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How Stories Enhance Learning

Hello, I’m Tony Briggs. I’m an actor, writer, producer, director, and storyteller. I’m here to tell you about an educational website for young readers called Story Box Library. It’s been created for children to view all sorts of stories by Australian and New Zealand authors and illustrators read aloud by engaging storytellers. You might be familiar with some of the storytellers. - [Osher Günsberg] Good day, I’m Osher Günsberg. - [Tony] And you’ll hear from new voices, as well. - [Enya Lucas] Grandma’s scratched and scuffed shoes, her tired, but tough shoes. - Storytellers range from actors, comedians, musicians, sports people, politicians, media personalities, authors, illustrators, teachers, librarians, parents, and kids too. (Noni chuckles) - Hi, I’m Noni Hazlehurst.
Hello, my name’s Steve Backshall. - My name is Trevor Jamieson. - My name is Dolly Diamond. - I’m Lisa McCune. - My name’s Tim [Rogers]. Want to come read a book with me? - [Danny Katz] It starts like this. - [Jay Laga’aia] Today I will be reading for you… - [Jacek Koman] “Baz and Benz”. - [Richard Green] “Clever Crow”. - [Gabrielle Wang] “Tilly”. - [Shane Jacobsen] “One Minute’s Silence”. - [Emma Watkins] “Chicken Divas”. - [Lucinda Gifford] Written and illustrated by me. - [Maxine Beneba Clarke] Written and illustrated by me. - [Ursula Dubosarsky] And written by me. - [Ronak Taher] Illustrated by me. - [Elise Hurst] Written and illustrated by Elise Hurst. - [Aaron Blabey] I hope you enjoy it.
[Wayne Hope] It is marvellous. - [Tony Wilson] Free pants for all! Free pants for all! - [Osher Günsberg] I’m out of here. - [Tony] Locations are selected to suit the story themes or the storyteller themselves. Storytellers might read at a fire station, football or soccer stadium, a farm, an aquarium, on stage at the theatre, the museum, an observatory, or parliament house. If a location compliments the book or storyteller, Story Box Library will travel there. That is, of course, unless the book you’re reading is sitting in the Great Victorian Desert of Western Australia, like this one, “Hello, Hello”, which is written and illustrated by 12 Indigenous students. So the Story Box Library team will get a little bit creative instead.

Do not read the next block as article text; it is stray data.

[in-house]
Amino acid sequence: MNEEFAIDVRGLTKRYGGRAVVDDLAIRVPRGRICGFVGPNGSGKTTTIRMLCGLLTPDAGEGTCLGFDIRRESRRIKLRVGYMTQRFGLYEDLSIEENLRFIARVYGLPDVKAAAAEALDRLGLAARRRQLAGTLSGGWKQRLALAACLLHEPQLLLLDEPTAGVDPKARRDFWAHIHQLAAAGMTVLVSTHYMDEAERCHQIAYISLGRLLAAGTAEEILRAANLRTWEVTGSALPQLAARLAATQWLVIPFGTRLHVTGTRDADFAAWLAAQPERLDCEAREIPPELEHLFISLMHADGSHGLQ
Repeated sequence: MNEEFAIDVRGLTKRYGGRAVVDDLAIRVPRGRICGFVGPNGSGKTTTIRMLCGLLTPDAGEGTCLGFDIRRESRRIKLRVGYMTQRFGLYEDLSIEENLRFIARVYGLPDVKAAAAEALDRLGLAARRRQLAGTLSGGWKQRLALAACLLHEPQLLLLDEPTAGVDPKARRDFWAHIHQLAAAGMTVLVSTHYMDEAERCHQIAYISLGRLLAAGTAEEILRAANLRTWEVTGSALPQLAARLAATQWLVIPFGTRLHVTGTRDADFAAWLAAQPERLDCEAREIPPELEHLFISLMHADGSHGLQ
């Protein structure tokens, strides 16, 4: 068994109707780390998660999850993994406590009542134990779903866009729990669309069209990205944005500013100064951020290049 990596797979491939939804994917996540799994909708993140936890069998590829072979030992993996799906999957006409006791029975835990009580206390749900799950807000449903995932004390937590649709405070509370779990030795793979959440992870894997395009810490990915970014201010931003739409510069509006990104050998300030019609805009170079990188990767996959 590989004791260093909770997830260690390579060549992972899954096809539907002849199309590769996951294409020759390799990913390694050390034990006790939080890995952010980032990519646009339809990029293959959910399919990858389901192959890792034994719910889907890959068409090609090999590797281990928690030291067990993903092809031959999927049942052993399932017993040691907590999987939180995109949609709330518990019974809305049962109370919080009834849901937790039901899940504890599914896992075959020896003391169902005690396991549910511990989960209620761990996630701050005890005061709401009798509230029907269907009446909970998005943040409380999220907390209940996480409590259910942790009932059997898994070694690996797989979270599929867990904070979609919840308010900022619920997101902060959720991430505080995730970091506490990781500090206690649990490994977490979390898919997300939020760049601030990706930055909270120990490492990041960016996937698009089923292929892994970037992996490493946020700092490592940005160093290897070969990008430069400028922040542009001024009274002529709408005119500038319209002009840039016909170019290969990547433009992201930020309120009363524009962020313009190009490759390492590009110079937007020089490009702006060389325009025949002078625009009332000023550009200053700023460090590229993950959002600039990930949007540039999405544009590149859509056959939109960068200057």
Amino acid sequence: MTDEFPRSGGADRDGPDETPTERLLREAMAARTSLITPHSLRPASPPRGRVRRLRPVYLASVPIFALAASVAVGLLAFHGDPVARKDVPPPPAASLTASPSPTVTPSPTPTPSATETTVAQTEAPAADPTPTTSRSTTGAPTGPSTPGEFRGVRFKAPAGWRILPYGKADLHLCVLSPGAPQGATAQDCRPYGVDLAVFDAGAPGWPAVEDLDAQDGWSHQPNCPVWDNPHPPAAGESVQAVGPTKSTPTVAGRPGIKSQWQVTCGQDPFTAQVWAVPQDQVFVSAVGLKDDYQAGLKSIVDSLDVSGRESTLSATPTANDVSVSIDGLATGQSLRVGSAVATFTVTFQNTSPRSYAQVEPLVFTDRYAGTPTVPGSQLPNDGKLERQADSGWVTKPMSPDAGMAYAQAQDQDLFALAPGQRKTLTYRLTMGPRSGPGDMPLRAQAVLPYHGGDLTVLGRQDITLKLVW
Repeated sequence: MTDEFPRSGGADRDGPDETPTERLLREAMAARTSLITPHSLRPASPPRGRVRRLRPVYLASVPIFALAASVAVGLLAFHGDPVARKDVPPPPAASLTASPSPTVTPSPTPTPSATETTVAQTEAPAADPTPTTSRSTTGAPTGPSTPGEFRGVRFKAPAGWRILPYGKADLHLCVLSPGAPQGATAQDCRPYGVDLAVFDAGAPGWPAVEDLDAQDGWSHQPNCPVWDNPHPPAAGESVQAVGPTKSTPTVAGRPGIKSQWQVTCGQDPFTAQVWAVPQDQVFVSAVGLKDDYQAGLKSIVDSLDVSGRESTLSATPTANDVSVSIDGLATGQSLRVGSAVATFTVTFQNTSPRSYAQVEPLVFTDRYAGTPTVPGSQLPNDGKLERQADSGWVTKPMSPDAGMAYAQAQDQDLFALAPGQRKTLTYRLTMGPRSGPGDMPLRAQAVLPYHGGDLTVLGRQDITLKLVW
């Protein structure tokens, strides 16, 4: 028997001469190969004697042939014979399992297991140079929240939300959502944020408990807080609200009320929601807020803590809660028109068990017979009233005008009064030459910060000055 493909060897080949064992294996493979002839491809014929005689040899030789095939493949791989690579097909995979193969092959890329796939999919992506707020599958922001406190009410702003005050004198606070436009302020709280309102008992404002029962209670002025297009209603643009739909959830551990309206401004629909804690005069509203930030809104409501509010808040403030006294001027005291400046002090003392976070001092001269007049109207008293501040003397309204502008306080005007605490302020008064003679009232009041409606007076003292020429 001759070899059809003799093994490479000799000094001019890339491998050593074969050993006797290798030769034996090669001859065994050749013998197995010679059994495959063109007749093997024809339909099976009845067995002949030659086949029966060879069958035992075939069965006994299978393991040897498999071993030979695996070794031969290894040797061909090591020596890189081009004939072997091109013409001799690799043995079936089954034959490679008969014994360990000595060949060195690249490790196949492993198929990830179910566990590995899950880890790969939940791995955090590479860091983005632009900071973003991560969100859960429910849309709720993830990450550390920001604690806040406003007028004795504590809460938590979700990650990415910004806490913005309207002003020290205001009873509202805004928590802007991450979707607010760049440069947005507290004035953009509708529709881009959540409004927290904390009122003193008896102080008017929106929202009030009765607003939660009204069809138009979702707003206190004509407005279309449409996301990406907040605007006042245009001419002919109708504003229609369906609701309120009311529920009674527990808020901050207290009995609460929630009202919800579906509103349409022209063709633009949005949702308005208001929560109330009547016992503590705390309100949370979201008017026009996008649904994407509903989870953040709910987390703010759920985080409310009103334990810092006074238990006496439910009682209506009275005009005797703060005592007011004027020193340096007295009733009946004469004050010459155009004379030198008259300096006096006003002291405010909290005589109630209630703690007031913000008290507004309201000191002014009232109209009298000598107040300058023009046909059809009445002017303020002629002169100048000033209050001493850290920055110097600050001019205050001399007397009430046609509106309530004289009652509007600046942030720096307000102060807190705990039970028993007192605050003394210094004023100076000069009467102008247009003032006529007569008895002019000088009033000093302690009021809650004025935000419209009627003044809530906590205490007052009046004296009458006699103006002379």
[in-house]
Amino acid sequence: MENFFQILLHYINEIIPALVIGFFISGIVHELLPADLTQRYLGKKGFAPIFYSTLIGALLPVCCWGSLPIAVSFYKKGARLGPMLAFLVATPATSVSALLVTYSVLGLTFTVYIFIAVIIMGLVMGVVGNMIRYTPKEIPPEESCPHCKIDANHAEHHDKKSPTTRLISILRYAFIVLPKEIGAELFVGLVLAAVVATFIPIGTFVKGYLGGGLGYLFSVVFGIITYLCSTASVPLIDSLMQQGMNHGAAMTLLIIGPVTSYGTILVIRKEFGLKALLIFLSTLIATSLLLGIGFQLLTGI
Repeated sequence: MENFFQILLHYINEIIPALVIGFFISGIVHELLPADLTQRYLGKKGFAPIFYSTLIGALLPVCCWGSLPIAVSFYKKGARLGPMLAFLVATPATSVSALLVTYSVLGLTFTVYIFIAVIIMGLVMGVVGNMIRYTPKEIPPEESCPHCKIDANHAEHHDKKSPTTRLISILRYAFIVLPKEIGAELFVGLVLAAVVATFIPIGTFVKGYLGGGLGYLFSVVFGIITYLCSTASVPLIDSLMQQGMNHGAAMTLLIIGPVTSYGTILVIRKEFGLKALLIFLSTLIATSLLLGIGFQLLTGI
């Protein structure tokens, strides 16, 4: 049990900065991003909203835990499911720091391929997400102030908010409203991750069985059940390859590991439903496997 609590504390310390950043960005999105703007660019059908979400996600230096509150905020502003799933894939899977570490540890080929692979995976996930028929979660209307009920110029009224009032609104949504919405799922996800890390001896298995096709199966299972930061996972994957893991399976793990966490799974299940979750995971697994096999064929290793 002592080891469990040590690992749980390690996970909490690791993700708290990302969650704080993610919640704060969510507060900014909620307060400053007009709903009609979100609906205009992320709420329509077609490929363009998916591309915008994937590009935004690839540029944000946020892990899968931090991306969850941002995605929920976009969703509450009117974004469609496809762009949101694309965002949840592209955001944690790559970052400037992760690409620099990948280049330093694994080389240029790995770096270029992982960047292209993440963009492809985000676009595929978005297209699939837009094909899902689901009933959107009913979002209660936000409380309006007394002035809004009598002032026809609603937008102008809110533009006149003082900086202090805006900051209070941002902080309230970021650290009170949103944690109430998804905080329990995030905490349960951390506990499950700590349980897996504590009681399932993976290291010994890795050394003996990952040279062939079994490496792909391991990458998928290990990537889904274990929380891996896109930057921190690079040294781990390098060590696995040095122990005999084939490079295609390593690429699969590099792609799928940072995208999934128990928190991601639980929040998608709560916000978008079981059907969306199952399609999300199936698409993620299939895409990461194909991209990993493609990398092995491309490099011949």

Children love having stories read to them and research shows that reading aloud to children by diverse and engaging storytellers improves language and literacy skills, especially in the early years of a child’s development. Story Box Library is a creative, educational, and safe online platform which connects children with literature through the complimentary medium of video, which offers additional support for our next generation of storytellers. As well as stories, there are short films about authors and illustrators and inspiring time-saving, curriculum-based activities that relate to story themes. (upbeat music) Story Box Library offers subscriptions for schools, early learning centres, families, professionals, and public libraries. Its aim is to ensure every family has free access to their stories via their local public library or school.
Story Box Library celebrates a range of voices, ideas, and communities by connecting the world of stories through storytelling. It offers them a mirror for young people to identify by seeing people who look like themselves who have faced challenges, overcome obstacles, and characters who can make a difference. I was delighted to be asked to become a storyteller for Story Box Library because I think it’s important to be part of something that excites the next generation about reading and storytelling. (upbeat music)

Start by exploring the reasons for incorporating storytelling into your everyday teaching practices.

Storytelling is one of the oldest and most powerful cultural traditions of our species, providing immeasurable cultural, social, and spiritual value. Stories also have tremendous educational benefits, as they can be used to help learners:

  1. Introduce and contextualise concepts;
  2. Connect with important messages through emotion;
  3. Understand and remember new information;
  4. See the world from different perspectives and build empathy;
  5. Feel motivated to take action or work towards a particular goal; and
  6. Shape their values and identities.

(Malamed, n.d.)

This means that stories can be used as a teaching aid in any subject — even mathematics!

Join the Discussion:

Could you identify any themes in the given video? Which types of lessons could students learn from this story? Leave your ideas in the Comments section below, and don’t be afraid to think outside the box!
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